Slackers have a new excuse for holding down the couch and skipping work. According to a recent report by The Journal of Neuroscience, differences in the brain chemical dopamine may affect our level of motivation.
Graduate student Michael Treadway and his professor David Zald performed the study at Vanderbilt University. They asked participants to press a button rapidly in order to earn money. The subjects could choose how hard they wanted to work to make varying sums. Some participants were willing to work very hard, even with smaller odds of a payout, while others weren't.
The research showed that the go-getters had greater dopamine response in the striatum and ventromedial prefrontal cortex, which are the parts of the brain that deal with reward and motivation. Less-motivated subjects, however, seemed to have increased dopamine response in the insula, which influences perception, social behavior, and self-awareness.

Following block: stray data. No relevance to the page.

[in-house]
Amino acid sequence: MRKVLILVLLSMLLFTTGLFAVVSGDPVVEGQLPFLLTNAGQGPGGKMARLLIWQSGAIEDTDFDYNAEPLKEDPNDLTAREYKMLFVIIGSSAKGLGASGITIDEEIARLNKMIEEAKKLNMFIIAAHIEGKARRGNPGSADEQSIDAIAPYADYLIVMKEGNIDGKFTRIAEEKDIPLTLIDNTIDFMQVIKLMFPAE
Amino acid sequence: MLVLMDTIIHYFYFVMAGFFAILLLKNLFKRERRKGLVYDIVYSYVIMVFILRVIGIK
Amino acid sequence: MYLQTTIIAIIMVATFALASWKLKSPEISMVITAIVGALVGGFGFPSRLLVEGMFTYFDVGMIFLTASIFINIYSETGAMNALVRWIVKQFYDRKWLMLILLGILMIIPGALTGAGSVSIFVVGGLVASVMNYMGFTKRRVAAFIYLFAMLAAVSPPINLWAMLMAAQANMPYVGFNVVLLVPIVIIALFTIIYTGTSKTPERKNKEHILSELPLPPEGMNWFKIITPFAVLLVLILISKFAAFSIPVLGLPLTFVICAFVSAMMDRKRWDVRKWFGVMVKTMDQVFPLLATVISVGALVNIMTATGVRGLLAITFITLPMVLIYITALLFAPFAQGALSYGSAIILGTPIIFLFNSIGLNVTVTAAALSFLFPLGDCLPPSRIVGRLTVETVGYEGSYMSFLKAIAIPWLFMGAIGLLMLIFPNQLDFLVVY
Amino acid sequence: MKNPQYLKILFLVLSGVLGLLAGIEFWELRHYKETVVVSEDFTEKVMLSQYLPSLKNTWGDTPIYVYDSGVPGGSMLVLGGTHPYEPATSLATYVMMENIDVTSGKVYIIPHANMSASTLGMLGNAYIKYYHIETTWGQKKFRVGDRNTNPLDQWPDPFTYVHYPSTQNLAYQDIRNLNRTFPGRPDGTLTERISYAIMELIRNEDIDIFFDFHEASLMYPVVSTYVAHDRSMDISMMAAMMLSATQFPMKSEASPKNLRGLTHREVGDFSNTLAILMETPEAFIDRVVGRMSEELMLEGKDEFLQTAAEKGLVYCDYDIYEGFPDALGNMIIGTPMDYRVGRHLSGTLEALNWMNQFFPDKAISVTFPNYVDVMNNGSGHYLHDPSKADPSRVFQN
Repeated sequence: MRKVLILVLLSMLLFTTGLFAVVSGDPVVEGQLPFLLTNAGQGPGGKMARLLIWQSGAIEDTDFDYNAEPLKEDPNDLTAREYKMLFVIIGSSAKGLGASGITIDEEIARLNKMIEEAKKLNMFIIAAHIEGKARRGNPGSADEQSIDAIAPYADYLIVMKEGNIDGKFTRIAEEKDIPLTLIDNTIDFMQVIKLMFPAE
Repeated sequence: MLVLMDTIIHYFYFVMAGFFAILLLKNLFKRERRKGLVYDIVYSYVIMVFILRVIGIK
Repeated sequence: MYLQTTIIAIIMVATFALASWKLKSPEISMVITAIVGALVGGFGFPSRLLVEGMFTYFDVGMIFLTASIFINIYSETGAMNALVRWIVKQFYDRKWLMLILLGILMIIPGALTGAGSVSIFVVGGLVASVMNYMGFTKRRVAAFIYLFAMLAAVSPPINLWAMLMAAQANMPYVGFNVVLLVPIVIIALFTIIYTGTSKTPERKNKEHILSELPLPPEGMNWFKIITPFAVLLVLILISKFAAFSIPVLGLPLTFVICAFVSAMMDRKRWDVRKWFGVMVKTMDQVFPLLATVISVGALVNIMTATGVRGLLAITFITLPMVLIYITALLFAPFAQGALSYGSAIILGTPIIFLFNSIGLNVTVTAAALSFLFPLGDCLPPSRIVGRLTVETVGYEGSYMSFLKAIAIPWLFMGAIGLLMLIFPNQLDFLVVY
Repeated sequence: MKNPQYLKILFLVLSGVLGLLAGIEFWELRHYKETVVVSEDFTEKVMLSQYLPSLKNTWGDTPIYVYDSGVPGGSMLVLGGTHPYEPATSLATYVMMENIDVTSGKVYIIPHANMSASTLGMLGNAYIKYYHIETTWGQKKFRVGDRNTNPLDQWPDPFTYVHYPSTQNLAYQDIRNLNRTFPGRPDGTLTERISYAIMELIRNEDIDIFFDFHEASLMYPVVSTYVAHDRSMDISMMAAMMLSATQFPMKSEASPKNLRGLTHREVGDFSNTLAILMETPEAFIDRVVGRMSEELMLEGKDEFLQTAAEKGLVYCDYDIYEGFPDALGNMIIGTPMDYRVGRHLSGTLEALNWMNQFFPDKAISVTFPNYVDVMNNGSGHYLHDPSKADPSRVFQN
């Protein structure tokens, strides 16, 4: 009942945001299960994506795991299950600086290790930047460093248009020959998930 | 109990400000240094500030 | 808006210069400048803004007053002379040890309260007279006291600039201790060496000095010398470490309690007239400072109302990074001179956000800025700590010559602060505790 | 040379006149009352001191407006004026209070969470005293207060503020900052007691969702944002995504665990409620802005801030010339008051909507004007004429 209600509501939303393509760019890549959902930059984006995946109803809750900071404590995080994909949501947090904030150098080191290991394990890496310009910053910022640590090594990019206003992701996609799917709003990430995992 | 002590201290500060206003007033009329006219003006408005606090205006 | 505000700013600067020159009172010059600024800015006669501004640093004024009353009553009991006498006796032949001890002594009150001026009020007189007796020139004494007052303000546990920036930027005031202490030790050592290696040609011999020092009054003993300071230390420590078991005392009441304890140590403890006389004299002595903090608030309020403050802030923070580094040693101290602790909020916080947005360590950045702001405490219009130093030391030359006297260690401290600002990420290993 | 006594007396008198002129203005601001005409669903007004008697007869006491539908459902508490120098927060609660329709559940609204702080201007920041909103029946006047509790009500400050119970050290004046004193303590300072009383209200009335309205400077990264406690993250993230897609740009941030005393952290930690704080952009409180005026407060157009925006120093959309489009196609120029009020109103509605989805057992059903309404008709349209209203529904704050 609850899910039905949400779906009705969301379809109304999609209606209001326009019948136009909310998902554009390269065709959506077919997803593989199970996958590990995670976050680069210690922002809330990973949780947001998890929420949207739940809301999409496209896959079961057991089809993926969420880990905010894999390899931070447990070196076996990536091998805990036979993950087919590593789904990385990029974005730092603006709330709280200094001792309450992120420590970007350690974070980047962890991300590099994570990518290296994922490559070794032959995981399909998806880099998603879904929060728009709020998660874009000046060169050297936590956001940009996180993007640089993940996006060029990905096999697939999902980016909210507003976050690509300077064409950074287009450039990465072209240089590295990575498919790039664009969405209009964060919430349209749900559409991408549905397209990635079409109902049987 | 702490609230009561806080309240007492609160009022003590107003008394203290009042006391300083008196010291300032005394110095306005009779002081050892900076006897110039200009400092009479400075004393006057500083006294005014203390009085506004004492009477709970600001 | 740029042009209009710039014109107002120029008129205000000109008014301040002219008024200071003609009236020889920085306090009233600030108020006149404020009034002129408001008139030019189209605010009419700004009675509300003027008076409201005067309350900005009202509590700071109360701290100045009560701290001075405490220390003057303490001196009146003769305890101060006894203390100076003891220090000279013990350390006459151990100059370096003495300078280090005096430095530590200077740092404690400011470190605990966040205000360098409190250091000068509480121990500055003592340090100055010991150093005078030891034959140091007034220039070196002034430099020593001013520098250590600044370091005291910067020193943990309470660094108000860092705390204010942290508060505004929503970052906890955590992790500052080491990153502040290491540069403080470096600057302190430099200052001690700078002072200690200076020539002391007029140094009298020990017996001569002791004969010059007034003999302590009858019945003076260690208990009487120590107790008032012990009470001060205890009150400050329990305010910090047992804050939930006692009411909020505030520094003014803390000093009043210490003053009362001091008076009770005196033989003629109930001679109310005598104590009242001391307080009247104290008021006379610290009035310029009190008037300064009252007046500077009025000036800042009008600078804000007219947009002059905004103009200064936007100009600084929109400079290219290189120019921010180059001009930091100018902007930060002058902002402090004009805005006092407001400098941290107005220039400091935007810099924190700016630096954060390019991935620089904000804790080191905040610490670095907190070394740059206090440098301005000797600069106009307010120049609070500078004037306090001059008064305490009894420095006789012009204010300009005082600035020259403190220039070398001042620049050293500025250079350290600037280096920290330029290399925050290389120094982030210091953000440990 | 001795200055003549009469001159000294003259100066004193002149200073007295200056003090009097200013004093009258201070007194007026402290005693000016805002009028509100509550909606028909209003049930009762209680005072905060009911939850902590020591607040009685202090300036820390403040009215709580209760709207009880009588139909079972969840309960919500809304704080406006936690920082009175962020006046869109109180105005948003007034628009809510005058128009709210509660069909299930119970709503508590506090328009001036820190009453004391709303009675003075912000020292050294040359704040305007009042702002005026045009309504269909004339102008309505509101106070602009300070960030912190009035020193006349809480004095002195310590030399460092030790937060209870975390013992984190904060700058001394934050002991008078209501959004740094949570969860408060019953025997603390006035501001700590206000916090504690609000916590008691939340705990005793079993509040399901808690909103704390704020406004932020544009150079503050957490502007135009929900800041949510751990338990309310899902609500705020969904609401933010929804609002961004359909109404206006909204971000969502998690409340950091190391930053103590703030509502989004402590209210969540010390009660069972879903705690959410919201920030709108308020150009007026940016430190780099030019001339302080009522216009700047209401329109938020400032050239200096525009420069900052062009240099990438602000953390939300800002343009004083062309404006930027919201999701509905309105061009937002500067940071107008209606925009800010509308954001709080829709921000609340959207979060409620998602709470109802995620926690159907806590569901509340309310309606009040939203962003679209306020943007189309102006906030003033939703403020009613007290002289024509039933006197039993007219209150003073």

What's all this mean? Well, for one thing, it might help us understand more about the way depression works at the chemical level.
Dopamine expert Marco Leyton, Ph.D, wrote that the study "provides the clearest evidence to date that individual differences in dopamine-related motivation might be a trait. A striking implication highlighted by the authors is that abnormal dopamine transmission could affect a wide range of decision-making processes and susceptibility to depression."
So eventually, it's possible that this work could be used to help slackers become go-getters. And in the short term, it's always nice to have another explanation for your lack of motivation. Science!
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